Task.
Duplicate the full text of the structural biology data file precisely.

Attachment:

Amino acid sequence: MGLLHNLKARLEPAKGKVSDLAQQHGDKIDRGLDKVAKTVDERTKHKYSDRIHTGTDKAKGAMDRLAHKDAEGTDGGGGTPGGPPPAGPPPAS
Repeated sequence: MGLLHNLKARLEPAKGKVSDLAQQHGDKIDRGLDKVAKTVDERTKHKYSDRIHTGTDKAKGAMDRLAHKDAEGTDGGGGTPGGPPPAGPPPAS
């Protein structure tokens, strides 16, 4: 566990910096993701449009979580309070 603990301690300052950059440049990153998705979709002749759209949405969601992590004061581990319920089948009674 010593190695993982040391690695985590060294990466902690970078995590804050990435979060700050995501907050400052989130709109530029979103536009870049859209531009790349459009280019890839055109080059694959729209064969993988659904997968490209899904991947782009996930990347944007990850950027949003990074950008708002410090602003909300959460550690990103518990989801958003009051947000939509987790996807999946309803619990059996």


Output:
Amino acid sequence: MGLLHNLKARLEPAKGKVSDLAQQHGDKIDRGLDKVAKTVDERTKHKYSDRIHTGTDKAKGAMDRLAHKDAEGTDGGGGTPGGPPPAGPPPAS
Repeated sequence: MGLLHNLKARLEPAKGKVSDLAQQHGDKIDRGLDKVAKTVDERTKHKYSDRIHTGTDKAKGAMDRLAHKDAEGTDGGGGTPGGPPPAGPPPAS
């Protein structure tokens, strides 16, 4: 566990910096993701449009979580309070 603990301690300052950059440049990153998705979709002749759209949405969601992590004061581990319920089948009674 010593190695993982040391690695985590060294990466902690970078995590804050990435979060700050995501907050400052989130709109530029979103536009870049859209531009790349459009280019890839055109080059694959729209064969993988659904997968490209899904991947782009996930990347944007990850950027949003990074950008708002410090602003909300959460550690990103518990989801958003009051947000939509987790996807999946309803619990059996």